Under the changes the NLRB is now considering, it would take just indirect control over the employees' terms and conditions of employment, or even unexercised potential to control working conditions, or where ``industrial realities'' otherwise made it essential to meaningful collective bargaining.
So what could this mean for these more than 700,000 franchisees and employers? These franchise companies will find it much more practical to own all their stores and restaurants and day care centers themselves. There will be many more company-owned outposts, rather than franchisee- owned small businesses.
Franchisees tell me they expect ``franchisors would be compelled to try to establish control over staffing decisions and daily operations. . . . franchisees would lose their independence and become de facto employees of the franchisor.'' This case doesn't just affect franchisees, it will affect every business that uses a subcontractor or contracts out for any service.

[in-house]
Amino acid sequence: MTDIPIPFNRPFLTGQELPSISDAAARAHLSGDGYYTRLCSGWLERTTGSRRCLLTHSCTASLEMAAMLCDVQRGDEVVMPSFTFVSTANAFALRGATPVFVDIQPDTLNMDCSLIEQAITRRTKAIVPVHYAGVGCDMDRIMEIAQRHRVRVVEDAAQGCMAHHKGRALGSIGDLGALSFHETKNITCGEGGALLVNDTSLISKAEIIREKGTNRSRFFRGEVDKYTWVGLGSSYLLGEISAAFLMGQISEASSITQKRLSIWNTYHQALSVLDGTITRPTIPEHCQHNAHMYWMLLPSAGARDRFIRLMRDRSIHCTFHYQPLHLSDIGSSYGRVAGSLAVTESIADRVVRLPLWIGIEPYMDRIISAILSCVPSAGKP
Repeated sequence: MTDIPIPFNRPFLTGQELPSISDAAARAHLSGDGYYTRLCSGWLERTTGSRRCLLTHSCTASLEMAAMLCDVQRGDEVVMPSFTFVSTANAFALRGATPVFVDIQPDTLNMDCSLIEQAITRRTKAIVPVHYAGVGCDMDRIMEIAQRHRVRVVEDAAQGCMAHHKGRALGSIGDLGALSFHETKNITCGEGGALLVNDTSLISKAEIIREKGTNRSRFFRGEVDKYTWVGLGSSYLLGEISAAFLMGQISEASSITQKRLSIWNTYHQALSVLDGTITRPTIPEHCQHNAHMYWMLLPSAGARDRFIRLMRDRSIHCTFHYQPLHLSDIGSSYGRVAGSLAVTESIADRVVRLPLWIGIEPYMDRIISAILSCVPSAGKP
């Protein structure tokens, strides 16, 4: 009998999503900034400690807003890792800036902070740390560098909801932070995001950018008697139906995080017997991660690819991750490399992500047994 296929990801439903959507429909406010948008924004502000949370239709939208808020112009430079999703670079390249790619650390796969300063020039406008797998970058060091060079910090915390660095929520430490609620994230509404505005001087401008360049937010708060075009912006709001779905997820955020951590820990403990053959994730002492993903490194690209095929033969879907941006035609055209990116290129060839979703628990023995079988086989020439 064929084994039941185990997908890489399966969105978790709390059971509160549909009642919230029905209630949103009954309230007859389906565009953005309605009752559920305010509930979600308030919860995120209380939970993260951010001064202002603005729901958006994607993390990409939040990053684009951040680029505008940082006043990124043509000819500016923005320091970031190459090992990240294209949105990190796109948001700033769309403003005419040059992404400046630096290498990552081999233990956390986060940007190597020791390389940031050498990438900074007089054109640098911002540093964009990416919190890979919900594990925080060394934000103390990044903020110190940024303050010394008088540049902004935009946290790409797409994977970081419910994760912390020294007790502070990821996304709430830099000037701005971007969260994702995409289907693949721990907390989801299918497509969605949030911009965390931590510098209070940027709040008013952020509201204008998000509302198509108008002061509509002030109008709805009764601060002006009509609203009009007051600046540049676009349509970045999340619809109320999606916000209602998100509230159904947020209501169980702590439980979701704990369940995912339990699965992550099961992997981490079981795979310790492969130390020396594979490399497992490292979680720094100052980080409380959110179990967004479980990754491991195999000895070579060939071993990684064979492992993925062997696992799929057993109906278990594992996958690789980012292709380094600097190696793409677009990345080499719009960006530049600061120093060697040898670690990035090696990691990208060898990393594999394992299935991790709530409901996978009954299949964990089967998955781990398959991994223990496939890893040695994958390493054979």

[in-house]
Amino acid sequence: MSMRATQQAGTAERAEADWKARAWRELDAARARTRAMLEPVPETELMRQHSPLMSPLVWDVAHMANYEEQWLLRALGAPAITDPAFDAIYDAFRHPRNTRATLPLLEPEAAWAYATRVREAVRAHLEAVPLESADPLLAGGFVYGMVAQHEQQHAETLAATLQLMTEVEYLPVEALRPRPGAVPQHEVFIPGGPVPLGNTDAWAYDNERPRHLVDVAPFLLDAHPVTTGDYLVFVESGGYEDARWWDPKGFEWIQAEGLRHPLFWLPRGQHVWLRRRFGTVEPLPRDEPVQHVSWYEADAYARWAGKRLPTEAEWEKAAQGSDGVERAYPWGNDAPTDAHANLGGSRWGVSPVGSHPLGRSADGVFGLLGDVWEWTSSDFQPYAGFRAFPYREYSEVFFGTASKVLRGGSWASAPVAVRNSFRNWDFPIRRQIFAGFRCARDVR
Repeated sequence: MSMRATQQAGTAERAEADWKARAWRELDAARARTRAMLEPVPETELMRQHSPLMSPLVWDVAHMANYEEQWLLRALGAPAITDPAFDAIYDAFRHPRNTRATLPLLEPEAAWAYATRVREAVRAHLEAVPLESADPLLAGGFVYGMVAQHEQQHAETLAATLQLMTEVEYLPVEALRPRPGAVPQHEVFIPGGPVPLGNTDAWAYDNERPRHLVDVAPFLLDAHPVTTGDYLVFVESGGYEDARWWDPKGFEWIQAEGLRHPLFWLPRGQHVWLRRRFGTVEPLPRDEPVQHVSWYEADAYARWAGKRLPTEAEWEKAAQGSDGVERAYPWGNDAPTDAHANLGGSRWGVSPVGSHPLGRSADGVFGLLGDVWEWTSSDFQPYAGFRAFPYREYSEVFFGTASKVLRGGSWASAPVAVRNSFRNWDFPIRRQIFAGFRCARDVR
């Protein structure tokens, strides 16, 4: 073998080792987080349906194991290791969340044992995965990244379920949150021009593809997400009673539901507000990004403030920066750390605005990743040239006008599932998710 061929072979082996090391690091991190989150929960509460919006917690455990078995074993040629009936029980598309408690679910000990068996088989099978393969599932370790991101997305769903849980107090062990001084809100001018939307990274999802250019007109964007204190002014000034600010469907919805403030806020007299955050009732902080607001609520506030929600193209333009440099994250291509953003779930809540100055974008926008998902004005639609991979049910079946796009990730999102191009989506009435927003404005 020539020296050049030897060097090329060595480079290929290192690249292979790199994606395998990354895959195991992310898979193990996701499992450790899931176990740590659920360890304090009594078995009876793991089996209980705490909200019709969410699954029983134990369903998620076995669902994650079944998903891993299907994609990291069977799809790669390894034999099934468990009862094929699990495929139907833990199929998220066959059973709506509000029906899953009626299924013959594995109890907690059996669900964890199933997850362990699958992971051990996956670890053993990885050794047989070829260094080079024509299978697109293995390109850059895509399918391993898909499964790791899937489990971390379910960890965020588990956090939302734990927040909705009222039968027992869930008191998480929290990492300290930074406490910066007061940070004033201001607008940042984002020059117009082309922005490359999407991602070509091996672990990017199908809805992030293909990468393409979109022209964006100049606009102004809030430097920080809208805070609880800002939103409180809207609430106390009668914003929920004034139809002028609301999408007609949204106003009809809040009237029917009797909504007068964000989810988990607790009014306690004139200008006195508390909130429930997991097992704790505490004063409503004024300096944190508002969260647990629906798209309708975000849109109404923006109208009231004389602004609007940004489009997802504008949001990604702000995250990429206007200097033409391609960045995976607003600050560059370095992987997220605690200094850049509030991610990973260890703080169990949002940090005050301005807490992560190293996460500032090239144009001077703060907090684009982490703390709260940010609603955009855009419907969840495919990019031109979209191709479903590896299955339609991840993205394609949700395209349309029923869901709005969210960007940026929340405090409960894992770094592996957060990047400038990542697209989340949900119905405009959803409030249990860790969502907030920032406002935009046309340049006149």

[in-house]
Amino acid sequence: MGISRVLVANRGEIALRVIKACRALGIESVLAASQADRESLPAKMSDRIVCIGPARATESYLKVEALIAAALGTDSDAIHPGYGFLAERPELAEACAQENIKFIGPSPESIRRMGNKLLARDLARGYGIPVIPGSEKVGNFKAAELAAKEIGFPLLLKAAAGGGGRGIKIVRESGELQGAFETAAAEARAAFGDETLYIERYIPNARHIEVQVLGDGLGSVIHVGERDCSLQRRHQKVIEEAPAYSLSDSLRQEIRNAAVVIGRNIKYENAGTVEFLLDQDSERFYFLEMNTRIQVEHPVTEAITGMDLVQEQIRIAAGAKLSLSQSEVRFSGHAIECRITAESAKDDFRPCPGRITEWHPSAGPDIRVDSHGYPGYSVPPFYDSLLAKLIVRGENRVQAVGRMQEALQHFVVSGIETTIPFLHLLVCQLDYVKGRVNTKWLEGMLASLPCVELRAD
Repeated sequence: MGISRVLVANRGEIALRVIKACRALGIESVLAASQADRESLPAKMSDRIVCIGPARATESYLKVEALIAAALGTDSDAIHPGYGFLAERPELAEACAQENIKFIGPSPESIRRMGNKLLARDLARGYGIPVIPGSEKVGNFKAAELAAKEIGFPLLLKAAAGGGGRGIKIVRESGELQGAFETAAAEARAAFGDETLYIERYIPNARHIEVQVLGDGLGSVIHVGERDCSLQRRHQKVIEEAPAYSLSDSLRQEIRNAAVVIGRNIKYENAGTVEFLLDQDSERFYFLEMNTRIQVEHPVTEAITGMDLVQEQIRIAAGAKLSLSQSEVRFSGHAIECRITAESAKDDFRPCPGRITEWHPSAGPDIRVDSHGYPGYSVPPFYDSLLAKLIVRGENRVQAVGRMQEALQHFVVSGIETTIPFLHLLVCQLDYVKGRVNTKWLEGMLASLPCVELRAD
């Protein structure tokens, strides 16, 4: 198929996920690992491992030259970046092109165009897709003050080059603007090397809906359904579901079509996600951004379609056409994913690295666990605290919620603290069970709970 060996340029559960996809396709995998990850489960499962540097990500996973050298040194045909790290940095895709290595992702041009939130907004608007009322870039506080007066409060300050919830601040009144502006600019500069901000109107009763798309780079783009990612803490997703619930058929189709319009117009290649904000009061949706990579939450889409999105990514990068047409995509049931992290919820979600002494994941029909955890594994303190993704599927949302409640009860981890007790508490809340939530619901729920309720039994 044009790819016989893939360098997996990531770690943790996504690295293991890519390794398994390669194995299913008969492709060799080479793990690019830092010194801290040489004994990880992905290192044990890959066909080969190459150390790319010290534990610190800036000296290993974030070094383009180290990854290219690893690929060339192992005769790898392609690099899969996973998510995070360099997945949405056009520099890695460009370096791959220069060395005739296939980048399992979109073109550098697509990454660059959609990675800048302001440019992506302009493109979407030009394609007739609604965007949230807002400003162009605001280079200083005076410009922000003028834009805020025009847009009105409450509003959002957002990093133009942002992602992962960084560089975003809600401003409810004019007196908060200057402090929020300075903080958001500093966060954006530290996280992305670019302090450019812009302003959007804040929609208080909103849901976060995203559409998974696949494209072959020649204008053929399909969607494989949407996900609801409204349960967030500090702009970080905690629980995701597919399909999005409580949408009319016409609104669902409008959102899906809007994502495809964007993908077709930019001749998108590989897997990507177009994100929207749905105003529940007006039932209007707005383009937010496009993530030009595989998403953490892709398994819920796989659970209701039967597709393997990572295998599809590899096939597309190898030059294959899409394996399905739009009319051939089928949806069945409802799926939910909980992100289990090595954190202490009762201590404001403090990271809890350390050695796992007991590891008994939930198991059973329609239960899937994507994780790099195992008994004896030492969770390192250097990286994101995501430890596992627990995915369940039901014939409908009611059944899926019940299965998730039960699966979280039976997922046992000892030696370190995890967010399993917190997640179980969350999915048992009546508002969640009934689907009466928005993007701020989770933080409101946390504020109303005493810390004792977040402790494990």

[[Page S854]] That includes most of the 5.7 million businesses under NLRB jurisdiction in America--because most businesses contract for some service.
Consider a local bicycle shop that contracts out its cleaning service under a cost plus provision, in which the cleaner is paid for all of its expenses to a certain limit, plus a profit. If this arrangement is interpreted to create ``indirect control'' or have ``unexercised potential'' over working conditions--they could trigger joint employer obligations. Same thing with a local restaurant that outsources all of its baked goods under a contract that includes penalties for being late or delivering substandard goods--it could be considered a joint employer of the bakery employees.
What does it mean to be a joint employer? First, you are required to engage in collective bargaining, and are on the hook for all of the agreements made in collective bargaining, such as salaries, healthcare coverage, and pension obligations. It often takes weeks or months of an employer's time and hefty legal costs to negotiate agreements.